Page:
The conventional milk prices’ diminishing return on the cost of production has been cause for a recent trend that sent dairy farmers who are on the fence about organic production scrambling for information and an organic transition plan for their farm. NOFA-NY has a technical assistance program that provides answers to some of the challenges confronting farmers today, and the dairy questions have been primarily, “I want to transition my dairy to organic.” While no quick fix exists for an average conventional farm, the one-to-three year timeline for transition creates a path for those serious in their goal. However, my first question to the caller is, “do you have a market?”

The certification process and the tools to develop an organic farm plan and tackle the application forms are what NOFA-NY Certified Organic LLC staff and the NOFA-NY INC technical assistance program do best. certification process

But finding the organic market for the individual farmers’ milk is a personal journey. There are numerous players with various incentives and regional determinations for pick-up and contracts to sign.  When the milk tank is full, the waiting list begins.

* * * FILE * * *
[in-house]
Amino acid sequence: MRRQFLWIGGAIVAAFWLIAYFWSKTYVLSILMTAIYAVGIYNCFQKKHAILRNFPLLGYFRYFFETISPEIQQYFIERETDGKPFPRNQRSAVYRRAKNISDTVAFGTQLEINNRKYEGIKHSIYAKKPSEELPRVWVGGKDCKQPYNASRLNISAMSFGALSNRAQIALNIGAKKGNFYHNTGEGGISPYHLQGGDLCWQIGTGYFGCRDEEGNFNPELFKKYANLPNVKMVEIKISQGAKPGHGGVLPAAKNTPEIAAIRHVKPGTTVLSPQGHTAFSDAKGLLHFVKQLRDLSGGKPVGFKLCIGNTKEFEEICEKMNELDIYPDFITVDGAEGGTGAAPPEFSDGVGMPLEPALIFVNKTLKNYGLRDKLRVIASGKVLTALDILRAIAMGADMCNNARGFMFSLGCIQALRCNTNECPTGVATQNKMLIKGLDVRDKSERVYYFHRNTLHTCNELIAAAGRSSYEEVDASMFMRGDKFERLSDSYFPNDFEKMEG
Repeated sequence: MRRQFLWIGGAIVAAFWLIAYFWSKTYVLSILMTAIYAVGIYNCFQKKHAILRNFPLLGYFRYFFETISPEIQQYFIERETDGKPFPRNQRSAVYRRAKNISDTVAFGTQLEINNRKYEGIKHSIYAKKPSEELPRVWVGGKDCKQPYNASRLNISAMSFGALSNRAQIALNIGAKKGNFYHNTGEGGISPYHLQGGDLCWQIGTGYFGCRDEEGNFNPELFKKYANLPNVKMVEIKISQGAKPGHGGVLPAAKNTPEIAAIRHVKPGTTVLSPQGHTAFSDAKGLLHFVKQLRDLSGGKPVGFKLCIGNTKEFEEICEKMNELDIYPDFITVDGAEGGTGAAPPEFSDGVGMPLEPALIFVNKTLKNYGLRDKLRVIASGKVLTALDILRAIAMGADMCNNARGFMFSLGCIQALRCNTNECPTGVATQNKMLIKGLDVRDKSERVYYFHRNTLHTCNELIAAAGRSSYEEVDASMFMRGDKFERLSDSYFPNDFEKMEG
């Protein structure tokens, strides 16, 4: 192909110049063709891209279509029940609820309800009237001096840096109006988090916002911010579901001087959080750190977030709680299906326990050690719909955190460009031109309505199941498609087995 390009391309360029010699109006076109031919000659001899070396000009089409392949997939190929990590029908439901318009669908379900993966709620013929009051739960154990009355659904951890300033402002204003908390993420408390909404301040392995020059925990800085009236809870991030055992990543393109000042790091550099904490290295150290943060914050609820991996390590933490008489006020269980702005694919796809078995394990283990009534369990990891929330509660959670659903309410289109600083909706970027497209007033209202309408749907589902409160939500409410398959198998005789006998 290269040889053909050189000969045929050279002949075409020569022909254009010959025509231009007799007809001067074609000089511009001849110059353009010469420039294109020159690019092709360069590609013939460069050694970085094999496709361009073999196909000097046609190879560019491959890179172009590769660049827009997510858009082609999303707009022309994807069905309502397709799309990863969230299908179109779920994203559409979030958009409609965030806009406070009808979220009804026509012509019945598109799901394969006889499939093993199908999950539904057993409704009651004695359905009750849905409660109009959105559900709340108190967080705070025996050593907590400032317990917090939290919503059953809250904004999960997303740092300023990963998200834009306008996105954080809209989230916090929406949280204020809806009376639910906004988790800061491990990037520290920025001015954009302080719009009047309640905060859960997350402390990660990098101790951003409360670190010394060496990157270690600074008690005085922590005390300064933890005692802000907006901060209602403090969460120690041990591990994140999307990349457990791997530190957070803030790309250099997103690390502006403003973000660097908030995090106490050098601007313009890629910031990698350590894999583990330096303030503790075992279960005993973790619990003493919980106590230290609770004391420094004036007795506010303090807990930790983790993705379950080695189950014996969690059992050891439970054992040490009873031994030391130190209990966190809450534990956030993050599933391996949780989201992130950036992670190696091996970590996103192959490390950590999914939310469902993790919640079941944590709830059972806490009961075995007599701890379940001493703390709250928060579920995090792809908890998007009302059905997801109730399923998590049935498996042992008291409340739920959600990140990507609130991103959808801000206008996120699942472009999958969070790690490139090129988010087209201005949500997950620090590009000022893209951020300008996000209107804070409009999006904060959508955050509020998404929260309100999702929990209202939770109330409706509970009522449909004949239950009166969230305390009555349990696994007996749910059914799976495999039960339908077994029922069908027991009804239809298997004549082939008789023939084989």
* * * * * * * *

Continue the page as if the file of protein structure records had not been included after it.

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NE Organic Seed Conference Preview

Petra Page-Mann from Fruition Seeds in Naples, NY has written this guest blog on the Northeast Organic Seed Conference. Enjoy!

We are thrilled to announce the first annual Northeast Organic Seed Conference, Friday-Sunday, January 20-22, 2017 at the Hilton City Center, Saratoga Springs, in tandem with the NOFA-NY Winter Conference! The theme “Owning Our Seed” expresses our passion to become better seed stewards in the field and in our policies. Our hope also is to strengthen the rich network of seed savers, breeders, growers, and distributors here in the Northeast U.S. and Canada. It’s a great fit with NOFA-NY’s conference theme of “Long Live the Farmer: Diversity & Biodiversity.”  We own our seed as we own our future; join us in celebrating and cultivating this “ownership” this January!